But of course, there are no insights from the dead to be had by us now living. I don't believe dead people speak; I don't believe in ghosts, or mediums, or seances. Hamlet says in his *To Be or Not to Be* soliloquy that we do not know what comes after death, and therefore it is better to live although life is difficult.
As a culture, I don't think we spend much time really thinking of what happens to us after we die. There are so many, many distractions, but let me suggest that thinking of other things, spiritual things, is essential. But how does one decide what is secure truth?
Hmm, too long an answer to give in this short blog. I'll just mention two things. First, I came to my faith through an objective study, the outlines of which I've put HERE. Second, I firmly believe that if you ask God, whoever He might be and if He exists, to show you who He is, He will answer your prayer if you've prayed it sincerely.
Here is Hamlet:
To be, or not to be: that is the question:
Whether 'tis nobler in the mind to suffer
The slings and arrows of outrageous fortune,
Or to take arms against a sea of troubles,
And by opposing end them? To die: to sleep;
No more; and by a sleep to say we end
The heart-ache and the thousand natural shocks
That flesh is heir to, 'tis a consummation
Devoutly to be wish'd. To die, to sleep;
To sleep: perchance to dream: ay, there's the rub;
For in that sleep of death what dreams may come
When we have shuffled off this mortal coil,
Must give us pause: there's the respect
That makes calamity of so long life;
For who would bear the whips and scorns of time,
The oppressor's wrong, the proud man's contumely,
The pangs of dispriz'd love, the law's delay,
The insolence of office and the spurns
That patient merit of the unworthy takes,
When he himself might his quietus make
With a bare bodkin? Who would these fardels bear,
To grunt and sweat under a weary life,
But that the dread of something after death,
The undiscover'd country from whose bourn
No traveller returns, puzzles the will
And makes us rather bear those ills we have
Than fly to others that we know not of?
Thus conscience does make cowards of us all;
And thus the native hue of resolution
Is sicklied o'er with the pale cast of thought,
And enterprises of great pith and moment
With this regard their currents turn away,
And lose the name of action.--Soft you now!
The fair Ophelia! Nymph, in thy orisons
Be all my sins remember'd.
(Hamlet, act 3 scene 1)
Monday, July 6, 2009
1. a fatal monorail crash in Disney World
2. the murder of NFL quarterback Steve McNair allegedly shot by his girlfriend Saleh Kazemi, who then killed herself
3. Diprovan is found in Michael Jackson's home; speculation continues about drug abuse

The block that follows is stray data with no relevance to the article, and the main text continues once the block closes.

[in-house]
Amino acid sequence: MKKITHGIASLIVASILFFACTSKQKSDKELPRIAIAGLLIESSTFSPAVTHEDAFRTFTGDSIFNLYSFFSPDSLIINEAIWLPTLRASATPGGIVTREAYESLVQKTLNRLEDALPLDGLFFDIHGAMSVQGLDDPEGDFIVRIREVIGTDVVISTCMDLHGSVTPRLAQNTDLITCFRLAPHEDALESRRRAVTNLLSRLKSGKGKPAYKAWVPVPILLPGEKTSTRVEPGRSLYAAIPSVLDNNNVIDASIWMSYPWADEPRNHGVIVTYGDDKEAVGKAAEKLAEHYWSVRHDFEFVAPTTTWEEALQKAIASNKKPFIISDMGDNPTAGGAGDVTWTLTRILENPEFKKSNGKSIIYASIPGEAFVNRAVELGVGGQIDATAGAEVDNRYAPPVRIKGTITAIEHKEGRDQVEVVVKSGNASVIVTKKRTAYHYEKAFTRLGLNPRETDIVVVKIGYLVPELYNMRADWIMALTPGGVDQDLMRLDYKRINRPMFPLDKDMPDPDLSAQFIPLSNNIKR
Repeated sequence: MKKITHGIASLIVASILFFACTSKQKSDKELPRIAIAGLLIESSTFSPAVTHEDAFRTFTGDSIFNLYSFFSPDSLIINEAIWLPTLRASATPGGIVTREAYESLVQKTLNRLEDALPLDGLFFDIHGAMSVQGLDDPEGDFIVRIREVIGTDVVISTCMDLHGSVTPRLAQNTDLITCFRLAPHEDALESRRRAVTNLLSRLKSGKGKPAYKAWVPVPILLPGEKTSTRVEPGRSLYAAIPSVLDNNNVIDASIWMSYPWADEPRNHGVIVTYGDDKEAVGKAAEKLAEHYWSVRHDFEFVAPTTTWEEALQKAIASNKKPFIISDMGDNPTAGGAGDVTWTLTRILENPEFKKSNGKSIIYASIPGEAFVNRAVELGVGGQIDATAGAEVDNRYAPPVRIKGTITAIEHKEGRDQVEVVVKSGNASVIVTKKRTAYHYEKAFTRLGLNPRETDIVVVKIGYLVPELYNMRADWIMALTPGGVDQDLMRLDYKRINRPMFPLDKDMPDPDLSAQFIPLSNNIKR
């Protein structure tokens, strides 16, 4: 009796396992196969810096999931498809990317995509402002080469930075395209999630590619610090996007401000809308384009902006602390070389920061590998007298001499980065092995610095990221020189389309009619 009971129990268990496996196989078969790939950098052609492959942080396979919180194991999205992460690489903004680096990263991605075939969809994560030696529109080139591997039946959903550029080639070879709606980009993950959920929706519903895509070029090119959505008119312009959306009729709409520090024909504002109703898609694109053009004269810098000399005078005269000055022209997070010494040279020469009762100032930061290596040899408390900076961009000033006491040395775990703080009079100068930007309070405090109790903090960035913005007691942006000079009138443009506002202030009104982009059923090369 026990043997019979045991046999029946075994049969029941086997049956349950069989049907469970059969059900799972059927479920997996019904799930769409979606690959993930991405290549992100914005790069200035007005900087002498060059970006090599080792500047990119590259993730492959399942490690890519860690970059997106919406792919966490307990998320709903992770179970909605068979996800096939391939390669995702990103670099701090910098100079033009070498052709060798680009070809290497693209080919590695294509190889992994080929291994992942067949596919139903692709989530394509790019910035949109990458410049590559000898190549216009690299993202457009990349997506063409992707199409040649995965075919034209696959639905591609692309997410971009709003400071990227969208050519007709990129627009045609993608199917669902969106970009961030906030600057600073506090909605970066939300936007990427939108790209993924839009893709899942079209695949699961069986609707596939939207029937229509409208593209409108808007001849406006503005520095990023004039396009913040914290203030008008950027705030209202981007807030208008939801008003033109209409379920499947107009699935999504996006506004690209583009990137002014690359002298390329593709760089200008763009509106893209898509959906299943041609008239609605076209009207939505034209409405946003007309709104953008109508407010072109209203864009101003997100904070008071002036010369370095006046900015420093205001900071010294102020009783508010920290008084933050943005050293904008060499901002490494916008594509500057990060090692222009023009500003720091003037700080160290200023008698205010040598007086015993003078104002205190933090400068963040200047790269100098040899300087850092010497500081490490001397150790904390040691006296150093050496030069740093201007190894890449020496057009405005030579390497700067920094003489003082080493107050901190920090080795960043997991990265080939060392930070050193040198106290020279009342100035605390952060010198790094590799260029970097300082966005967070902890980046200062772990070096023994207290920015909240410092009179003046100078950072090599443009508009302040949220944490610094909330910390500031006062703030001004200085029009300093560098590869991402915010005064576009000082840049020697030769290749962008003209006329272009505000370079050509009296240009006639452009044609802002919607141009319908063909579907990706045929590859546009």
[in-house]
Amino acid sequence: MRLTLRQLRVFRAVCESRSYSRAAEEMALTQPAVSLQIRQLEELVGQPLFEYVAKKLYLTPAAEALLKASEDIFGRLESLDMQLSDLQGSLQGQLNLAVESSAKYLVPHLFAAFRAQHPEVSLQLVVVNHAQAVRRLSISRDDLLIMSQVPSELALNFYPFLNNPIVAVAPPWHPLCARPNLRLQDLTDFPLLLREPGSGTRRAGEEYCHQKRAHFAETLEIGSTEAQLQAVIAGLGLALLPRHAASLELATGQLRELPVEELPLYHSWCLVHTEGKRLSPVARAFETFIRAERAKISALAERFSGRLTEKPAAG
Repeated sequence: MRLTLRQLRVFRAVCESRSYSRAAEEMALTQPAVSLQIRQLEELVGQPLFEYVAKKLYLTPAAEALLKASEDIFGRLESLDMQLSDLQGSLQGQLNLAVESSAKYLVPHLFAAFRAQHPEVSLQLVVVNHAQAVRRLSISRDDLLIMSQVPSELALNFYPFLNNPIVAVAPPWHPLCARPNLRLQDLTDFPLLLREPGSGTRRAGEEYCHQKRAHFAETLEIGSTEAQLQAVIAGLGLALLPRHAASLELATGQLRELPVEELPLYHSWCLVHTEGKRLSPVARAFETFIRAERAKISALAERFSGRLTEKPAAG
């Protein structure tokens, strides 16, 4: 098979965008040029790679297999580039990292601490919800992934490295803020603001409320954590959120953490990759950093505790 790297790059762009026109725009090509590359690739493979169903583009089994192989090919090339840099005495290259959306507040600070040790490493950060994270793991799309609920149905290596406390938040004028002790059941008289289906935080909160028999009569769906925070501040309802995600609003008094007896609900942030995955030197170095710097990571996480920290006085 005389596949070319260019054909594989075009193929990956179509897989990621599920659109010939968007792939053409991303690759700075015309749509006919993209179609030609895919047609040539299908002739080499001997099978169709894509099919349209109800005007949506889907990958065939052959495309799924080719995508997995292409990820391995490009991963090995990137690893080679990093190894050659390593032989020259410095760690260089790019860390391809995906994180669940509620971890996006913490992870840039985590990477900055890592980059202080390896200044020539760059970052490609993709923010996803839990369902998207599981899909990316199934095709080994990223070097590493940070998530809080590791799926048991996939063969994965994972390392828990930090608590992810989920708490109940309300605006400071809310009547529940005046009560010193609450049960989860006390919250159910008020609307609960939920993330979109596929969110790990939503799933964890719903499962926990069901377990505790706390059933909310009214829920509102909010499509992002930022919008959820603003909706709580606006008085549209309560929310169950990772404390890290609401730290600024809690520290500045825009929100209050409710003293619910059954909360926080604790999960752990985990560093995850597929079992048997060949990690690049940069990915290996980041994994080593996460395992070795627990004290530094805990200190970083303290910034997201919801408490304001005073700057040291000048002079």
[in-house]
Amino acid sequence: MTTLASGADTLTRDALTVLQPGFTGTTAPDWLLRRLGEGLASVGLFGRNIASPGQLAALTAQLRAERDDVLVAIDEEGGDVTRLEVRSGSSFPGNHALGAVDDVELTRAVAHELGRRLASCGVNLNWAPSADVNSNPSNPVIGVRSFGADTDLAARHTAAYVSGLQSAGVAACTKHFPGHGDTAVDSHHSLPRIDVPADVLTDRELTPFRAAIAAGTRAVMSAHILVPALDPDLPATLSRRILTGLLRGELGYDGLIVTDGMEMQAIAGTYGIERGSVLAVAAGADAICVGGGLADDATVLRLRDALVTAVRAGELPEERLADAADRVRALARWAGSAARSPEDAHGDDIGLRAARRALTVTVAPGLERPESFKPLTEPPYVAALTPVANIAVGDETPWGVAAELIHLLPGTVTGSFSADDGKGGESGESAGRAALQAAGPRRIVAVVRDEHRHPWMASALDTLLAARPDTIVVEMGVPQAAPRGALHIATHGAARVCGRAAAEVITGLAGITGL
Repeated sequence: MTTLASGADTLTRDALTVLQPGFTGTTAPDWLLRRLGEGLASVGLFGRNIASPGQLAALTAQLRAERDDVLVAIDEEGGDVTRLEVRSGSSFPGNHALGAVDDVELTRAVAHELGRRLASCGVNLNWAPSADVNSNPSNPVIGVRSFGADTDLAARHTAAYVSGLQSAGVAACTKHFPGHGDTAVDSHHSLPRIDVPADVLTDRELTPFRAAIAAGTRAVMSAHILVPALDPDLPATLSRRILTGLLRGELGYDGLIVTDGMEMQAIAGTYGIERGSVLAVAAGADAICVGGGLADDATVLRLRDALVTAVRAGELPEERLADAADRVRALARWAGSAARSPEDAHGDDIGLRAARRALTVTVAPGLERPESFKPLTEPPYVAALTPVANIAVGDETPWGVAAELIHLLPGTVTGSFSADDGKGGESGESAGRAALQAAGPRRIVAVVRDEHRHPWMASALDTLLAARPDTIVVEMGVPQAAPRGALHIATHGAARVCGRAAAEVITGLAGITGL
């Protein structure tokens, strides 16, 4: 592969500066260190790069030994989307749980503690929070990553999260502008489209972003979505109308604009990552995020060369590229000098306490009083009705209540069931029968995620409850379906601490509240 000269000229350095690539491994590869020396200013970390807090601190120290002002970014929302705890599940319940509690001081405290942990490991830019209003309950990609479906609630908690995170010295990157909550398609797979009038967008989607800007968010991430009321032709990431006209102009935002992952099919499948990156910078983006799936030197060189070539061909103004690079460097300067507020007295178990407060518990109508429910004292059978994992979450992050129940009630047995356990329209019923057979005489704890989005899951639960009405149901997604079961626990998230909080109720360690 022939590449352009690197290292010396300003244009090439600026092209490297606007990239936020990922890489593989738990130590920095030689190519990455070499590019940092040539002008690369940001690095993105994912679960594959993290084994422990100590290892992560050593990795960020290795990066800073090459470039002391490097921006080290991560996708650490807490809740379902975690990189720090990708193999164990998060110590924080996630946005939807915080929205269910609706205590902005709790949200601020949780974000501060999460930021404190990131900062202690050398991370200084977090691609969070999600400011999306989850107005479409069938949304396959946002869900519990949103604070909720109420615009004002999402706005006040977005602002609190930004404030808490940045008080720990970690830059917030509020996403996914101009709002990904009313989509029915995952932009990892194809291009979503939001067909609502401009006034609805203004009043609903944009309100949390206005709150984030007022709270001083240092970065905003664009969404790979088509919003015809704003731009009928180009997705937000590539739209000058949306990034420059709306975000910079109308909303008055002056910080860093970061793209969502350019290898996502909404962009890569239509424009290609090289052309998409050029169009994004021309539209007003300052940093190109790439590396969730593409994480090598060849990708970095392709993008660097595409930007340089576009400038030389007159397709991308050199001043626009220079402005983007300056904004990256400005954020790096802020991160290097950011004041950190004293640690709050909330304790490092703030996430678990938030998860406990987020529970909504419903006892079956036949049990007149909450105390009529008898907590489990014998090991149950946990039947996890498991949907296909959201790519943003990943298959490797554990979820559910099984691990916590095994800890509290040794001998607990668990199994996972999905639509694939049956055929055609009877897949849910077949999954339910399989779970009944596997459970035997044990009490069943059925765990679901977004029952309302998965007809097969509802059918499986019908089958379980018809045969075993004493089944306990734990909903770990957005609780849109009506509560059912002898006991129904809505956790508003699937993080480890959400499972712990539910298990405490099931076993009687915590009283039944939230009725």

4. Marion Barry, the former mayor of our capital Washington D.C., who was arrested in 1990 for smoking crack cocaine (on film), is arrested again for stalking
5. a serial killer on the loose in a little town in South Carolina
6. a fireworks accident in North Carolina celebrating the fourth of July that killed four pyrotechnics workers
These stories only affect a few people, not the bigger things like how Obama's negotiations with the Russians may set policy, or how Honduras or Iran battle over governance, and yet they strike me as quintessentially American: Disney World, a sports hero, a music star, a politician, Andy Griffith's Mayberry, the fourth of July...
Here's a video filmed two months ago of Virginia Congressman Randy Forbes asking the questions "Did America ever consider itself a Judeo-Christian nation?" and "If America was once a Judeo-Christian nation, when did it cease to be?" on the floor of the US House. Interesting.
Friday, July 3, 2009
There once was a poet named Ran
Whose poetry wouldn’t quite scan.
He said, “I try hard…
But I guess I’m no Bard…
Because I always have to cram as many words in the last line as I possibly can!”
Wednesday, July 1, 2009
Since I'll be meeting Jeff Gerke next month at GPCWC, I thought I should check out his website. WOW!
Jeff is the premiere speculative fiction editor in CBA, a writer, and recently he founded his publishing house, Marcher Lord Press. He's just written a book for writing Christian fiction that received some rave recommendations from my writing circle HERE, and today I bit the bullet and ordered it along with other books to spend over $25 (free shipping, dontcha know). I'll let you know what I think when I get it.
Just wanted to say, Jeff has some cool writing tools HERE that you should take a look at if you're at all interested in penning prose. My personal favorite to play with was the idea starter that Randy Ingermanson helped to program. So amusing!